Coolies

Railway Porter

Railway Porter

Like the backs of many Dhurandhar cards, this one bears the blind stamp and price ["A.H.W. Rs. 0-1-0," e.g. 1 anna] of A.H. Wheeler & Co., at 47 Hornby Road, the bookstall chain and contractor for advertising on Indian Railways.

Calcutta Coolies

Calcutta Coolies

[Original caption] Calcutta Coolies. The Coolies of Calcutta, otherwise porters or carriers, are men of fine physique, and are able to carry exceptionally heavy weights supported on their heads.

A Hill Coolie Girl

A Hill Coolie Girl

Although a coolie – "a hired labourer, or burden-carrier"(Hobson-Jobson, p. 249) – were at the bottom of the social ladder, and the word is said to originally come from Kolis, a hill-people in the Western Ghats, "whose savagery, filth and general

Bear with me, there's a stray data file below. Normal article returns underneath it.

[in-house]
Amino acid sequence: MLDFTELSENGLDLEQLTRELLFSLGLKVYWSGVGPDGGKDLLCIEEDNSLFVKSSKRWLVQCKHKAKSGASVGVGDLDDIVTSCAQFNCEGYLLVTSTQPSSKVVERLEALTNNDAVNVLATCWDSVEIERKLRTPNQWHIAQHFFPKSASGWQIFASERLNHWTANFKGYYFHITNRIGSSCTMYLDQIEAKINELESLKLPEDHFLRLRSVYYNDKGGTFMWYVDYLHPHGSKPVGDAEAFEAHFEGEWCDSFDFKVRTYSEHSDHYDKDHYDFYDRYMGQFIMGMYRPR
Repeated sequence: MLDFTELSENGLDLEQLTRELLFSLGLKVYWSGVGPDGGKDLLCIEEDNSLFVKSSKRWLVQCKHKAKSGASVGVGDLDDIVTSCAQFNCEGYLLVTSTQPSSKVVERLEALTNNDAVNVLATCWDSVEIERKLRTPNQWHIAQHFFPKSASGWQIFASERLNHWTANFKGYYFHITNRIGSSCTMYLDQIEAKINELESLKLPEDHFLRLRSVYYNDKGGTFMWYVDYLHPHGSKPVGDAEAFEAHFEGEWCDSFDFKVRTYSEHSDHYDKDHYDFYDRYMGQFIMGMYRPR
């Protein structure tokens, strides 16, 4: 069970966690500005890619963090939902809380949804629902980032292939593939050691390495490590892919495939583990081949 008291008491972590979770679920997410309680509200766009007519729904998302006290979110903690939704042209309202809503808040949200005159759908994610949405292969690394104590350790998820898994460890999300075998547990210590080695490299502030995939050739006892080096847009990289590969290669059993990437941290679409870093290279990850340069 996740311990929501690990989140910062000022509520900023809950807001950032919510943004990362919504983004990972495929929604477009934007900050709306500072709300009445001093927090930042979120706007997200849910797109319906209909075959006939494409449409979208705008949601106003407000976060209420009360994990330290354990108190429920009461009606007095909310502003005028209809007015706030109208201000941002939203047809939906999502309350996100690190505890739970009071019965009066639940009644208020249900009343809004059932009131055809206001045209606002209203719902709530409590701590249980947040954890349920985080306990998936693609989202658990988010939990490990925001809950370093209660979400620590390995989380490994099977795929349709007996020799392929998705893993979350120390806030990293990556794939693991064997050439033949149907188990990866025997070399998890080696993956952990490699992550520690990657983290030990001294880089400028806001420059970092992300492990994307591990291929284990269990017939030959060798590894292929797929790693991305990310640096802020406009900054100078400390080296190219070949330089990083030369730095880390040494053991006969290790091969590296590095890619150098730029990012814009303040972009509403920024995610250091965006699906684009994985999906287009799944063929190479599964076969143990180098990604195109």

Coolie with his Basket

Coolie with his Basket

A postcard by the great Indian painter M.V. Dhurandhar illustrating an Englishwoman looking over a coolie offering his services with an empty basket. Note the cleverly positioned Indian woman with a basket on her head in the background.

The message

A Hill Coolie Girl

A Hill Coolie Girl

"The professional photographers of Darjeeling generated innumerable prints depicting those whose toil supported the lifestyles of the colonialists in their homes and businesses, and who created products they loved to consumer," writes Claire Harris

Simla Timber Coolie

Simla Timber Coolie

Kolkata-based Bourne & Shepherd was one of the oldest photographic studios in India, and certainly one of the most famous, having built its reputation on the albumen photography of Samuel Bourne during the 1860s.

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